URLs du Jour


  • Always Bet Against Investment Fads. Remy offers up a catchy rap about Dog Money!.

    I don't like rap (I'm old) and would no sooner buy more than a token amount of cryptocurrency than I would buy tulip futures on margin. Still, it's funny and I wouldn't bet a lot against an upcoming currency crisis.

    Oh, wait, I am betting a lot against an upcoming currency crisis. Shoot.

  • Something You Won't Hear From The NYT Or WaPo. Or… practically any news outlet not named the Wall Street Journal or Fox. James R. Harrigan and Antony Davies translate into normal English: When Politicians Say Fair Tax, They Only Mean More Tax.

    Politicians never seem to have much trouble telling us they want to raise taxes. It seems to come as naturally to them as breathing does to the rest of us. They do their level best to keep the spotlight on “the rich,” of course, who they say must “pay their fair share.” But what do politicians hardly ever say? They hardly ever say who “the rich” are. And when they do, they usually point to multibillionaires while meaning people with considerably less. What do they also never say? They never say what a “fair share” is. It really just means “more.” Who would’ve thought.

    This leaves a problem for the class warfare class, because it is these same rich people who fund their political campaigns. And as if that weren’t bad enough, most Congressmen and Senators are rich themselves. The two who yell the loudest about taxing the rich, Bernie Sanders and Elizabeth Warren, are worth $2.5 million and $12 million respectively. What are the odds that these two, and all their cronies in Congress, would bite the hands that feed them? What are the odds they would bite their own hands?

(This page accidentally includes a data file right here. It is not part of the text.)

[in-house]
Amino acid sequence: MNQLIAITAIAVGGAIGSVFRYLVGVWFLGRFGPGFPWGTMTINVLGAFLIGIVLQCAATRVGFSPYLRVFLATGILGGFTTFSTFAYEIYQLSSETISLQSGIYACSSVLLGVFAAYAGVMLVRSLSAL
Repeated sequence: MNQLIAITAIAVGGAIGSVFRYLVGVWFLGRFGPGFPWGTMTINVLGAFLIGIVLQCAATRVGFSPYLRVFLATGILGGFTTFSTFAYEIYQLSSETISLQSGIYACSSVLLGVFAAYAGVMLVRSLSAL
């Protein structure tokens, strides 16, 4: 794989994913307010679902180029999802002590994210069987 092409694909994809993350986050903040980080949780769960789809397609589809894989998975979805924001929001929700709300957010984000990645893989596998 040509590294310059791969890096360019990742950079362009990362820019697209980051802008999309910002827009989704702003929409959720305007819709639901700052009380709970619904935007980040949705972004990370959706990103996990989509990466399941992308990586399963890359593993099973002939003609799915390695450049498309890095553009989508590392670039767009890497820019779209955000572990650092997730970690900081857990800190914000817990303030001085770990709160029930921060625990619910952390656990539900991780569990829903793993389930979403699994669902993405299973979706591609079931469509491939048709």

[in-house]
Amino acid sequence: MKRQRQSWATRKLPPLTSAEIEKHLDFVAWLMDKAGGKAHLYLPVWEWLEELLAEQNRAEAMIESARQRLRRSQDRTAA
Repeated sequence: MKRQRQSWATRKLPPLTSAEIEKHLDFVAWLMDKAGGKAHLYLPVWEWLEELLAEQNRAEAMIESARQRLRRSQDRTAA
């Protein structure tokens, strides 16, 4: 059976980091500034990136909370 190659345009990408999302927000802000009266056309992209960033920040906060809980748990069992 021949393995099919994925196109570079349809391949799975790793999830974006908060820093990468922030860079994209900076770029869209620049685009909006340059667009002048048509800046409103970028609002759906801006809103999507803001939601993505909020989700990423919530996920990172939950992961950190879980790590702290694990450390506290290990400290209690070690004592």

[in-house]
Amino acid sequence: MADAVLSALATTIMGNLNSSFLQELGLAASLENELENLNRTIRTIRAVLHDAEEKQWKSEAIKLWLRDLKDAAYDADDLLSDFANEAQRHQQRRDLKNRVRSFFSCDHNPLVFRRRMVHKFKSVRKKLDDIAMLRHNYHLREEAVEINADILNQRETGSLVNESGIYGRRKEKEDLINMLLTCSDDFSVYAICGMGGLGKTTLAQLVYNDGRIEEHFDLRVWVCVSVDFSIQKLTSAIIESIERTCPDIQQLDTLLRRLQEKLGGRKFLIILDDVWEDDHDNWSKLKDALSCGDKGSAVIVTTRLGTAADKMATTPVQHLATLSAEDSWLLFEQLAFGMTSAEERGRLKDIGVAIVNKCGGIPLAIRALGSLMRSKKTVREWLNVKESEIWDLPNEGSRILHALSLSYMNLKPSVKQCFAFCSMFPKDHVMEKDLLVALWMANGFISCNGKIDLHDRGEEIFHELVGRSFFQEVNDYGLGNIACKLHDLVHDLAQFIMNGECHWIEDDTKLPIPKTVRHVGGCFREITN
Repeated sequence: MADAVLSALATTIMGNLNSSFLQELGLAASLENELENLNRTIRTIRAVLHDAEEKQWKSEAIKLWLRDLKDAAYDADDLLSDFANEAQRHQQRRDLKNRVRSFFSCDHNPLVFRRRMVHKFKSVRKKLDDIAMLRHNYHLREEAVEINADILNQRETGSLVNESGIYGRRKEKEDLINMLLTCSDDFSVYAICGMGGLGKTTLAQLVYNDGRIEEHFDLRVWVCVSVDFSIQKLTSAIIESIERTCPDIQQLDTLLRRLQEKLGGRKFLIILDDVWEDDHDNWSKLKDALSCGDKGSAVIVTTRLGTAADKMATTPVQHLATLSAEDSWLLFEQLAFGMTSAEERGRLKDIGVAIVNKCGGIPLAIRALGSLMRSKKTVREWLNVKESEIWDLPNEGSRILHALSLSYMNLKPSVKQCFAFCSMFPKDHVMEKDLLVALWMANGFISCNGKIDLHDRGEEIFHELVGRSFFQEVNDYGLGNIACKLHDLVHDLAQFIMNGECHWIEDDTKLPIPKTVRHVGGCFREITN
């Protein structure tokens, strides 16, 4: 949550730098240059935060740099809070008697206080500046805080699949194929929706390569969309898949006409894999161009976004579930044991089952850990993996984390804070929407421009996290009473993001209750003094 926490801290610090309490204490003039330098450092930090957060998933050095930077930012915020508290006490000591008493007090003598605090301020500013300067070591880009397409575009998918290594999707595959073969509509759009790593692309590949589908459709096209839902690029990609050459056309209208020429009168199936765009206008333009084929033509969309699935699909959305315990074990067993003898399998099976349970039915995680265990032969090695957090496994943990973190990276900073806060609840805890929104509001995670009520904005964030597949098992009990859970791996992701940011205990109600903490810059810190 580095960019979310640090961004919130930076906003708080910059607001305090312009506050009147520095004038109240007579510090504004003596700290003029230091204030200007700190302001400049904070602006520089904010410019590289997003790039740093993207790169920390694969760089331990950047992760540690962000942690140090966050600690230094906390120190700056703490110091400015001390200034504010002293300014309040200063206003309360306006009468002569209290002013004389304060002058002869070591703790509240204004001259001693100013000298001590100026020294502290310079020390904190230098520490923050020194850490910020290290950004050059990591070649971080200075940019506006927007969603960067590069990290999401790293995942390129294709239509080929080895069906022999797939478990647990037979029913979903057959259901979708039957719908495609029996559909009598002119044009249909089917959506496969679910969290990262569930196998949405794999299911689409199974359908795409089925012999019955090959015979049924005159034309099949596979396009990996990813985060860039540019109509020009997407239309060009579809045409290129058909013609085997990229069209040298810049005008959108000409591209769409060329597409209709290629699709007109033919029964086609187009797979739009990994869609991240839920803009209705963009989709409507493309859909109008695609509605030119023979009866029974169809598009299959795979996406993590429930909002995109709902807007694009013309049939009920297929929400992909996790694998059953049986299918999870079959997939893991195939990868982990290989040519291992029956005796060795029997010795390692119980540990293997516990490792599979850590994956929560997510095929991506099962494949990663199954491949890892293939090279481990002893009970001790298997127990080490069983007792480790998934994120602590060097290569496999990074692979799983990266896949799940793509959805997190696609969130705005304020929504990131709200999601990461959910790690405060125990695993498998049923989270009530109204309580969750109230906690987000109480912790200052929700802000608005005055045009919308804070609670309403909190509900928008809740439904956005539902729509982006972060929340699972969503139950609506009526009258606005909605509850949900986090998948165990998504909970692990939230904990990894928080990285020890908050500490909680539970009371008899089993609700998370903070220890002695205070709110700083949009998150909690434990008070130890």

Well, we'll see. Harrigan and Davies provide a version of this graph (I got this from Cato, click to go there):

    [Federal Tax Changes Since 1979]

    As always: show me where those lines would have to go to make everything "fair".

  • That's Their Job. Andrew C. McCarthy (NRPLUS) makes a point that seems pretty obviously true: Race Demagogues Are Poisoning Our Politics.

    Senator Tim Scott is entirely right: “America is not a racist country.” But America has a serious racial problem. Not a racism problem, a racial problem.

    We have a party in power whose strategy for remaining in power is to divide the country along racial lines. Democrats calculate that urban-centered racialist tribalism, amplified by media and pop-culture allies and underwritten by cowed corporations, can cast mainstream America as a deplorable bastion of white supremacism.

    The Republicans, the party out of power, generally lack Senator Scott’s confidence and tact in making the counter-case.

    The Department of Justice is a key to the Democrats’ strategy. The Obama-Biden administration politicized the law-enforcement and intelligence apparatus of our government, peddling with relish the progressive portrayal of an indelibly racist America. They’re ba-ack.


    It's pretty toxic when politicians (and "educators") depend on fanning the flames of racial and ethnic resentment to keep their phony-baloney jobs.

  • And They Keep Making Things Worse. Coincidence? I Think Not! Matt Welch writes on the latest Newspeak "adjustment" to our language: The Equity Mess.

    Two days before the 2020 election, Kamala Harris could have picked from any number of campaign themes. The number of COVID-19 cases had doubled over the previous month. At home, violent crime was up; abroad, negotiations with the Taliban over U.S. withdrawal from Afghanistan had bogged down. And ominously, Harris' opponent, Vice President Mike Pence, was refusing to state clearly whether Donald Trump would accept the results of the election.